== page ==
(instance UtilityAssignmentToValueJudgmentSentenceFn TotalValuedRelation)
(instance UtilityAssignmentToValueJudgmentSentenceFn UnaryFunction)
(=>
(and
(equal (UtilityAssignmentToValueJudgmentSentenceFn ?UAS) ?VJS)
(equal ?UAS (equal (AssignmentFn ?UF ?FORMULA) ?VALUE))
(instance ?UF UtilityFormulaFn)
(instance ?FORMULA Formula)
(instance ?VALUE Number))
(and
(=>
(greaterThan ?VALUE 0)
(equal ?VJS
(modalAttribute ?FORMULA MorallyGood)))
(=>
(lessThan ?VALUE 0)
(equal ?VJS
(modalAttribute ?FORMULA MorallyBad)))
(=>
(equal ?VALUE 0)
(equal ?VJS
(modalAttribute ?FORMULA MorallyNeutral)))))
```

One way to *‘interpret’* *utility assignment sentences* in the language of *value judgment sentences* is to consider any value *greater than zero* as denoting *moral goodness*, any value *less than zero* as denoting *moral badness*, and a value of zero as denoting *moral neutrality*. One could similarly use any other partition of the real numbers into 2-3 contiguous subsets^{6}Two subsets in the case that one may not wish to involve the notion of moral neutrality..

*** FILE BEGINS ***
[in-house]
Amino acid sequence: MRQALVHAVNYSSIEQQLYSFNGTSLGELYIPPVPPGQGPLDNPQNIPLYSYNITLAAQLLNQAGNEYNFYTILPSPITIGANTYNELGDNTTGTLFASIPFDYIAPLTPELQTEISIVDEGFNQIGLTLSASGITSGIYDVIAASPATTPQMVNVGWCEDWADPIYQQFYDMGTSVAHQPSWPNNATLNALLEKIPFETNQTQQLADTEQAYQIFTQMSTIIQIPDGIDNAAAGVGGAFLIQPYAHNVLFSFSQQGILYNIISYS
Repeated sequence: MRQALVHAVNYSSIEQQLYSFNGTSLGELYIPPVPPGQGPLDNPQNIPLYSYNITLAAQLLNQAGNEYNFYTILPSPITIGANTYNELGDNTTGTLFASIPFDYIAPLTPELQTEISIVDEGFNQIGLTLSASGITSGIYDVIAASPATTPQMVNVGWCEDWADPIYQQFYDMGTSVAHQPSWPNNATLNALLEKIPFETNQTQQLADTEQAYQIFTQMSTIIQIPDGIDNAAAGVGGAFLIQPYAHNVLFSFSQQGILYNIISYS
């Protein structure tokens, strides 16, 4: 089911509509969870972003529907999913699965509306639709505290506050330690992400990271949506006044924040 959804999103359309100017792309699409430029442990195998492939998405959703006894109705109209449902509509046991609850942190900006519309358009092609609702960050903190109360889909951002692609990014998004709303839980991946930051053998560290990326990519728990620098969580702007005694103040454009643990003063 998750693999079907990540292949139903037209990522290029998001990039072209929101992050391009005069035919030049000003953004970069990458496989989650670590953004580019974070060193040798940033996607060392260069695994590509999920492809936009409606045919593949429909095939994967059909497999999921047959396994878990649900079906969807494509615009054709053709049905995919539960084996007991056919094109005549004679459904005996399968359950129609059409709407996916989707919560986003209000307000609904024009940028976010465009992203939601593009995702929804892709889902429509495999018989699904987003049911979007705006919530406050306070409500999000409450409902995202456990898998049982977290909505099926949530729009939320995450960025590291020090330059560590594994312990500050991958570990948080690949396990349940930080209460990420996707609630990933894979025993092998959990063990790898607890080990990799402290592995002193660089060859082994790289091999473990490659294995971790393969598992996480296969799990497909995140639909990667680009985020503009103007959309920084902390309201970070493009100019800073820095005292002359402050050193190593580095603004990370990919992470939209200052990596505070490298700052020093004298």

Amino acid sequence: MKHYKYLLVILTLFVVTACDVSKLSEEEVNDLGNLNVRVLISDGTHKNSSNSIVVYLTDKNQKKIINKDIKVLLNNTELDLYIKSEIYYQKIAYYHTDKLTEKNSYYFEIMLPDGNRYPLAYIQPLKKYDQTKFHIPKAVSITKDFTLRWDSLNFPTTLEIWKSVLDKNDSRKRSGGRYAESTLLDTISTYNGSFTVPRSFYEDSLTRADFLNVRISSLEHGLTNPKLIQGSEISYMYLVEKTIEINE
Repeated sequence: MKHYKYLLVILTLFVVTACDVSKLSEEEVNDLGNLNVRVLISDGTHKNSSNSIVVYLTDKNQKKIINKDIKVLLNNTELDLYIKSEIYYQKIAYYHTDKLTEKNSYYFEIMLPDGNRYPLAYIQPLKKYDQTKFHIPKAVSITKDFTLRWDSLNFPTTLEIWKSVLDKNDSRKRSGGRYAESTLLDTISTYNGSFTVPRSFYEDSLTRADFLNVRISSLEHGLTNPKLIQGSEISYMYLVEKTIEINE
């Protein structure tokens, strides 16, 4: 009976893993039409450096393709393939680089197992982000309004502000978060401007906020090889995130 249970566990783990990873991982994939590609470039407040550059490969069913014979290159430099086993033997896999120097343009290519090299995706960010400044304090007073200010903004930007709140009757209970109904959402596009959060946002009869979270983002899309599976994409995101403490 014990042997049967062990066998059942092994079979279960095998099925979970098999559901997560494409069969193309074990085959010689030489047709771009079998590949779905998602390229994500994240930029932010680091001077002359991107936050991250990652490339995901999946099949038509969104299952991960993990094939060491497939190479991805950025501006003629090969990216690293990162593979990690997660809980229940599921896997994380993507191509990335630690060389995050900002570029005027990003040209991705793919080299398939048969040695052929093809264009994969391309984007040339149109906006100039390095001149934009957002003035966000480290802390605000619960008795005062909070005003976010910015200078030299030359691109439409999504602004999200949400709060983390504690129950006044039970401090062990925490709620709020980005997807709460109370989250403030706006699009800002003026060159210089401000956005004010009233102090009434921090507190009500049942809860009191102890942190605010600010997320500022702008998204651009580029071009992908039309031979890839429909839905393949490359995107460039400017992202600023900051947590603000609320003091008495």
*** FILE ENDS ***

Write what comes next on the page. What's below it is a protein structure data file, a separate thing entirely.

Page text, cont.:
```
(documentation SimpleValueJudgmentToUtilityAssignmentSentenceFn EnglishLanguage "A UnaryFunction that maps value judgment sentences to utility assignment sentences.")
(domain SimpleValueJudgmentToUtilityAssignmentSentenceFn 1 SimpleValueJudgmentSentence)
(range SimpleValueJudgmentToUtilityAssignmentSentenceFn UtilityAssignmentSentence)
(instance SimpleValueJudgmentToUtilityAssignmentSentenceFn TotalValuedRelation)